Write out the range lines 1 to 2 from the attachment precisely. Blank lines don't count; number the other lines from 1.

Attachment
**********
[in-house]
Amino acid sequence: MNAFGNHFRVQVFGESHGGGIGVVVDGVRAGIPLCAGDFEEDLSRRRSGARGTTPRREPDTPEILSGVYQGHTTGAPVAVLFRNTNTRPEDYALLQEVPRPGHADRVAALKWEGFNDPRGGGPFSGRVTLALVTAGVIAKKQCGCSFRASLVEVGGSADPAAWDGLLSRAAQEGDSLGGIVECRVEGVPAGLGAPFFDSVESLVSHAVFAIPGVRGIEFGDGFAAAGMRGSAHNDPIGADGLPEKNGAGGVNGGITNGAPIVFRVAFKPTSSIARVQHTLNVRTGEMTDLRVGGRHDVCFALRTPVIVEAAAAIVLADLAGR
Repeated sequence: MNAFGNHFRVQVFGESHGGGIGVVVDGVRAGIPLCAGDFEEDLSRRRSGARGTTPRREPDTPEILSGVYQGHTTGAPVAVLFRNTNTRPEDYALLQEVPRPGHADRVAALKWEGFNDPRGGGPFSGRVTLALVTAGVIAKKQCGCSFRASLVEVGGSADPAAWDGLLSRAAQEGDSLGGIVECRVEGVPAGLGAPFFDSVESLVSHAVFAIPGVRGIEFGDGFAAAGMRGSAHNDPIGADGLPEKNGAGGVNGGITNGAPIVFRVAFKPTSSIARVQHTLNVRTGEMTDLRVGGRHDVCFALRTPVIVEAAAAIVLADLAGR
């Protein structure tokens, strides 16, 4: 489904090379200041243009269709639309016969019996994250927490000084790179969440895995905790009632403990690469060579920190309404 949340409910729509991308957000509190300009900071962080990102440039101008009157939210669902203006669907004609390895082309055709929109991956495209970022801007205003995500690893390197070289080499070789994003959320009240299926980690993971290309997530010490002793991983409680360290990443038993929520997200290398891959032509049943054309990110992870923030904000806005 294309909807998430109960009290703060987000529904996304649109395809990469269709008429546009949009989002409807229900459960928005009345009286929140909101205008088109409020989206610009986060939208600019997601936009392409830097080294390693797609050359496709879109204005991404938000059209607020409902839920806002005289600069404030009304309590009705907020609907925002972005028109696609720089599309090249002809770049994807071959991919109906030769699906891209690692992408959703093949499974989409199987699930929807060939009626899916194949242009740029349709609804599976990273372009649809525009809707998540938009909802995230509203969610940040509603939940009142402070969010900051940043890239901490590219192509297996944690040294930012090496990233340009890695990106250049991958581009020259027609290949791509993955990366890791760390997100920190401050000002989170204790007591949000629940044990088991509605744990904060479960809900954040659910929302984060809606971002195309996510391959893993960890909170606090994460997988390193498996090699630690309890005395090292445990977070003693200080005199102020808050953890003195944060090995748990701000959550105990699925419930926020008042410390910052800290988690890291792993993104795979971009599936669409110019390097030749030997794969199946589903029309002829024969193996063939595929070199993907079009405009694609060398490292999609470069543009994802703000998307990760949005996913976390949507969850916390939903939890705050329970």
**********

[in-house]
Amino acid sequence: MNAFGNHFRVQVFGESHGGGIGVVVDGVRAGIPLCAGDFEEDLSRRRSGARGTTPRREPDTPEILSGVYQGHTTGAPVAVLFRNTNTRPEDYALLQEVPRPGHADRVAALKWEGFNDPRGGGPFSGRVTLALVTAGVIAKKQCGCSFRASLVEVGGSADPAAWDGLLSRAAQEGDSLGGIVECRVEGVPAGLGAPFFDSVESLVSHAVFAIPGVRGIEFGDGFAAAGMRGSAHNDPIGADGLPEKNGAGGVNGGITNGAPIVFRVAFKPTSSIARVQHTLNVRTGEMTDLRVGGRHDVCFALRTPVIVEAAAAIVLADLAGR